BOSTON — A 5-0 deficit in the third inning?
That that would have been jarring to the Red Sox a couple of weeks ago, when they were completely disjointed on offense and shaky in the bullpen.
Now? It’s barely something to even blink about, particularly at Fenway Park as the weather starts to warm up.
On Saturday afternoon, the resurgent Sox roared back from the first truly tough outing of Garrett Whitlock’s career (3 innings, 10 hits, 5 runs) and scored six unanswered runs for a thrilling 6-5 victory over the Mariners. Just two days earlier, Boston rallied back from an early 4-0 deficit for another win against Seattle.
“We’re getting that feeling back,” said manager Alex Cora.
After going from April 13 to May 11 without winning a single series, the Sox have now won their last three series and will go for a four-game sweep against the Mariners on Sunday afternoon.
They’ve won four in a row, five out of six and eight out of 11. There is still a hill to climb for a team that has an 18-22 record, but the momentum is noticeable to anyone in the clubhouse.
“It’s been awesome,” said Matt Barnes, who earned his second save of the season. “I think you can kind of feel the energy shifting. Guys are just having fun playing.”
Here are three takeaways from a memorable Saturday for the Red Sox.
Devers kept them in it
The most constant thing about the Red Sox this season? Big hits from Rafael Devers. The star slugger helped make this comeback possible when he swatted a no-doubter over the Boston bullpen in right-center and into the bleachers in the bottom of the third, followed by a two-run rocket over the Green Monster that slimmed Seattle’s deficit to 5-3 two innings later.
Devers has nine homers this season. Over his last 12, he is his batting .440 (22-for-50) with 12 runs, seven doubles, one triple, five homers, 13 RBIs and a 1.382 OPS.
On Saturday, Devers was satisfied to produce two swings that sent the momentum back in Boston’s direction.
“It feels great. We never give up at any point in the game. It feels great to help the team to close that deficit,” Devers said. “I feel great.”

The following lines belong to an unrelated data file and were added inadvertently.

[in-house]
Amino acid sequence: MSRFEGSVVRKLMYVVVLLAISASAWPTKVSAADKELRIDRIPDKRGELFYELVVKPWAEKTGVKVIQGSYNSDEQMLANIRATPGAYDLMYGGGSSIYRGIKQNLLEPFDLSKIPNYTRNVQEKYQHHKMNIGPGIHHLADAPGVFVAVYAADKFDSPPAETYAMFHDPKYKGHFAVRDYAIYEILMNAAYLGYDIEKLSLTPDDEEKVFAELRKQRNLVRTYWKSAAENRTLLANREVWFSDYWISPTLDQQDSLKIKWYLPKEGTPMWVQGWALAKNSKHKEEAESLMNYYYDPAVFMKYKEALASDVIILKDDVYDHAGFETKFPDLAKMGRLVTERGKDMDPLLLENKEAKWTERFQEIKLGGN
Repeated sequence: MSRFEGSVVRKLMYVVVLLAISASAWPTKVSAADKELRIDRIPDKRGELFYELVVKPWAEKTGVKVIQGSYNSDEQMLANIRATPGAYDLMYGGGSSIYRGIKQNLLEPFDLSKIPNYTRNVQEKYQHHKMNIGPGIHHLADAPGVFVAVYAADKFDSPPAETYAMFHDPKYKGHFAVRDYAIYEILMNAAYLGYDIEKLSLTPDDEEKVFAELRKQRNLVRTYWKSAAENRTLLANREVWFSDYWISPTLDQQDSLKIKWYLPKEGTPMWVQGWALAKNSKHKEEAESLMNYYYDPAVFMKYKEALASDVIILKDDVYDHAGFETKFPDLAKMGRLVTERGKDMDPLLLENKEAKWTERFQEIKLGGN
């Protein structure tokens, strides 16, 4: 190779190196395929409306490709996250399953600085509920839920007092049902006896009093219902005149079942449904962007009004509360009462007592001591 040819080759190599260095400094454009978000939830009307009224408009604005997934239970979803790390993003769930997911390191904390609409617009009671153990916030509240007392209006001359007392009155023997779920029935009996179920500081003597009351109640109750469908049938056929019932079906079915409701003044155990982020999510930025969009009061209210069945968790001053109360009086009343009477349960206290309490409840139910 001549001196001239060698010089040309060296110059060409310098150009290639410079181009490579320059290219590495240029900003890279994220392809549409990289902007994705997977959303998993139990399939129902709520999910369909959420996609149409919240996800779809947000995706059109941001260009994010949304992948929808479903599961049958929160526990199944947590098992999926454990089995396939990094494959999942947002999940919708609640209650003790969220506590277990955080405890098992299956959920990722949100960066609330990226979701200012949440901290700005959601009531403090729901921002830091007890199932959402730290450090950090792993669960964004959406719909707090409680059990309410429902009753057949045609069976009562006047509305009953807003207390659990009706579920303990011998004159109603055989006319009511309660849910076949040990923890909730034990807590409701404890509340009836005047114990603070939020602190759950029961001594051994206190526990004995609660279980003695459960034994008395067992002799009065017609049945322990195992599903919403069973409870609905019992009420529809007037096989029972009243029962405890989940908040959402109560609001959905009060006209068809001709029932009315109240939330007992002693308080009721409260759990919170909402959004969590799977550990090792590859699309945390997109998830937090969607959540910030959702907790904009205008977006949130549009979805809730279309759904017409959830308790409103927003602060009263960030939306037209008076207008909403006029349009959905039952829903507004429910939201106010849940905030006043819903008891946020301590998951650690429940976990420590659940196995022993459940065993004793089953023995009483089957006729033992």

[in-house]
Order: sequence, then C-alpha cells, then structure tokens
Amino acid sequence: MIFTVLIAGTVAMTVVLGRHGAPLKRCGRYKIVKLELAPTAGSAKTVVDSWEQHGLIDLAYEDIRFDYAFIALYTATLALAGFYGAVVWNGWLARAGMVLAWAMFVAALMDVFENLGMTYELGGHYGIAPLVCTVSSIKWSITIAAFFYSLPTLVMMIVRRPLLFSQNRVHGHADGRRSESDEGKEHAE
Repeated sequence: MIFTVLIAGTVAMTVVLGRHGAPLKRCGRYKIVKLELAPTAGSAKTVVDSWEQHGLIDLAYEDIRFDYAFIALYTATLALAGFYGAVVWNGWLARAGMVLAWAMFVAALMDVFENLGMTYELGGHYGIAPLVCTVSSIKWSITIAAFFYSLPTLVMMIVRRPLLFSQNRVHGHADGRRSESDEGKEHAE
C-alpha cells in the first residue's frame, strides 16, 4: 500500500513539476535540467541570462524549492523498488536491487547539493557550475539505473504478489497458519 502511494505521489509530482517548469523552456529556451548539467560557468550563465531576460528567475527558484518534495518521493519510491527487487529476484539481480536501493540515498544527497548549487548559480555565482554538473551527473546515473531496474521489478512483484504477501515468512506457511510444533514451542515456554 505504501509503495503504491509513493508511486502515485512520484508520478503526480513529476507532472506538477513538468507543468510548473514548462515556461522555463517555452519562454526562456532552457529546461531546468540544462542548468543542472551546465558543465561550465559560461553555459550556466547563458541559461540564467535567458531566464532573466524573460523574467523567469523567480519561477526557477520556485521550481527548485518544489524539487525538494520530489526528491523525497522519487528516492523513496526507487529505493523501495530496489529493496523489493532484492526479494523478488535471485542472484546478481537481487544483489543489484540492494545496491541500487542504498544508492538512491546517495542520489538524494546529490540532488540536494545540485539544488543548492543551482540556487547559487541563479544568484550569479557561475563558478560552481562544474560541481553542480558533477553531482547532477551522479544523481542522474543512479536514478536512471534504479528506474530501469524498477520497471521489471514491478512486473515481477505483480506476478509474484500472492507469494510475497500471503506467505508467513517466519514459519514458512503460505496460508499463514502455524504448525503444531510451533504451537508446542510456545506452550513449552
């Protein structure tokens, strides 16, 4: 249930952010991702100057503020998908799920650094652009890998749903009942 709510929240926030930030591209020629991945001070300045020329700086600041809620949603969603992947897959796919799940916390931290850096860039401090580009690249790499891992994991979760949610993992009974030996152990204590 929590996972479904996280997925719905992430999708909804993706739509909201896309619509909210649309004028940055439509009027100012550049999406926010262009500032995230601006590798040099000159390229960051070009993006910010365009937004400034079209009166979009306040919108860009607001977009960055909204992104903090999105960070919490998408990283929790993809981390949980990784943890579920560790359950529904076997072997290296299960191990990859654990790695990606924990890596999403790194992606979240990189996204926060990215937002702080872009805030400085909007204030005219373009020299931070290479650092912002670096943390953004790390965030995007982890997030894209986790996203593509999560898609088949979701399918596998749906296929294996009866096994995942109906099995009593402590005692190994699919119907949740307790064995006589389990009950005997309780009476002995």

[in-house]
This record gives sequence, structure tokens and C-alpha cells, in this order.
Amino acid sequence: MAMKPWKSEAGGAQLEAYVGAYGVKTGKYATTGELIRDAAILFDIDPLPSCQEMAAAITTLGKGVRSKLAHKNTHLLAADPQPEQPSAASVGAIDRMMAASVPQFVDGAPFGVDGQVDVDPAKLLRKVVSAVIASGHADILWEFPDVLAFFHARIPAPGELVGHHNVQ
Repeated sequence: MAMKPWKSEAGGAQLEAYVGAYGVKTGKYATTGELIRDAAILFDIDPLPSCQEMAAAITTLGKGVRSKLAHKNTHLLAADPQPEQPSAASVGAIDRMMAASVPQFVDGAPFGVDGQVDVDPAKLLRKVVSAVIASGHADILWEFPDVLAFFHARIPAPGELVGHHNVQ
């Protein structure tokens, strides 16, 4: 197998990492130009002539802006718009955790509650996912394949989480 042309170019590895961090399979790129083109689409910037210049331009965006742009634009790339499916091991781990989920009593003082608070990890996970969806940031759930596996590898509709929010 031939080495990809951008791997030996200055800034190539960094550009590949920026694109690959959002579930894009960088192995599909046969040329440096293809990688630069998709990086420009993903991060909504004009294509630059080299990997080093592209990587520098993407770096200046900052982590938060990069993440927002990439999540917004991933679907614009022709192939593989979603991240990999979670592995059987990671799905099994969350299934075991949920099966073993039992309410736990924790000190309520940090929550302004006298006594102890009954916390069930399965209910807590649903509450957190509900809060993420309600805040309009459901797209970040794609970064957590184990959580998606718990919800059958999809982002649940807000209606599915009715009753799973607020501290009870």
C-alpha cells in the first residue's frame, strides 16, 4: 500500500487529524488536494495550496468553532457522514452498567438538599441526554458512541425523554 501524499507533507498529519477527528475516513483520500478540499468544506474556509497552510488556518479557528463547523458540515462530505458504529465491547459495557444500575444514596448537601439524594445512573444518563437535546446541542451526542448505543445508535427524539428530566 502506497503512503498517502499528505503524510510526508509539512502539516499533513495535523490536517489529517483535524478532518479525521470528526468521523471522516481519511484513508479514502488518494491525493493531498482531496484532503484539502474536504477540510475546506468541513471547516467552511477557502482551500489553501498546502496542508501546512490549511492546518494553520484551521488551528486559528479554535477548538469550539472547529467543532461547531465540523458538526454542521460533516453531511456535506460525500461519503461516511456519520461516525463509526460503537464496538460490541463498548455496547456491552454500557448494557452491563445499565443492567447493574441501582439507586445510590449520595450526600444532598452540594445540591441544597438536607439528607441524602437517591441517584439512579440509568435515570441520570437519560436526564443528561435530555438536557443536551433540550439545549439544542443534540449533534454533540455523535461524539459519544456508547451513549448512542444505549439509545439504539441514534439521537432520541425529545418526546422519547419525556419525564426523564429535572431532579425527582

The Red Sox aren’t going to get very far this season if their big four of Devers, Xander Bogaerts, J.D. Martinez and Trevor Story has to do all the damage.
That’s why Saturday was so encouraging. No. 7 hitter Franchy Cordero thrilled the crowd when he hit a triple that left his bat at 110.9 mph into the gap in right-center. It was the fifth triple of his career, but the first since 2018.
For a big man, Cordero can motor around the bases, diving head first into third for good measure.
“Obviously, when I hit the ball, I thought it was going to be a home run,” Cordero said. “But as soon as I saw the ball hit the wall, I just started running, tried to put myself in scoring position. When I saw the chance to go to third base I took that chance, knowing I had good hitters behind me to bring me home.”
That hitter was Christian Vázquez, who stepped up with one out needing a sac fly to put his team ahead, but instead drilled an RBI single high off the Green Monster to complete the comeback.
It was huge for us,” said Devers. “We know the type of hitter Franchy is, he’s good in clutch situations and with what Vázquez did behind him, everybody was as excited about that moment in the game and I’m happy for both of them.”
Familiar face at closing time
With a one-run lead and three outs to go, Cora turned to someone he always went to in that situation for the first half of last season in Barnes. But the righty’s struggles have been well-chronicled since August of last season, which made Saturday’s opportunity one Barnes badly wanted to seize.
He did just that, thanks in part to some sweet glove work in the outfield from Jackie Bradley Jr. and Kiké Hernández, who ended the game with a nice snag on the warning track.
“Please catch it,” said Barnes, when asked what he was thinking. “We were trying to go bottom of the zone, kind of bounce it off the plate. Ty France is a really good hitter and he’s swinging the bat really well right now. Trying to make a quality pitch, I think I left it up. Luckily we’ve got some really good outfielders and athletes on this team and Kiké was able to go track it down for me.”
Why did Cora go to Barnes, whose only previous save this season was a one-out job on April 22?
“A lot of people down,” said Cora. “He has to get people out at one point. [John] Schreiber, this was his third day, so we decided to go with him in that pocket facing the bottom of the lineup [in the eighth]. You’ve got to trust him. At one point, he’s got to get people out at this level and help us win games. He grinded there and he got us three outs.”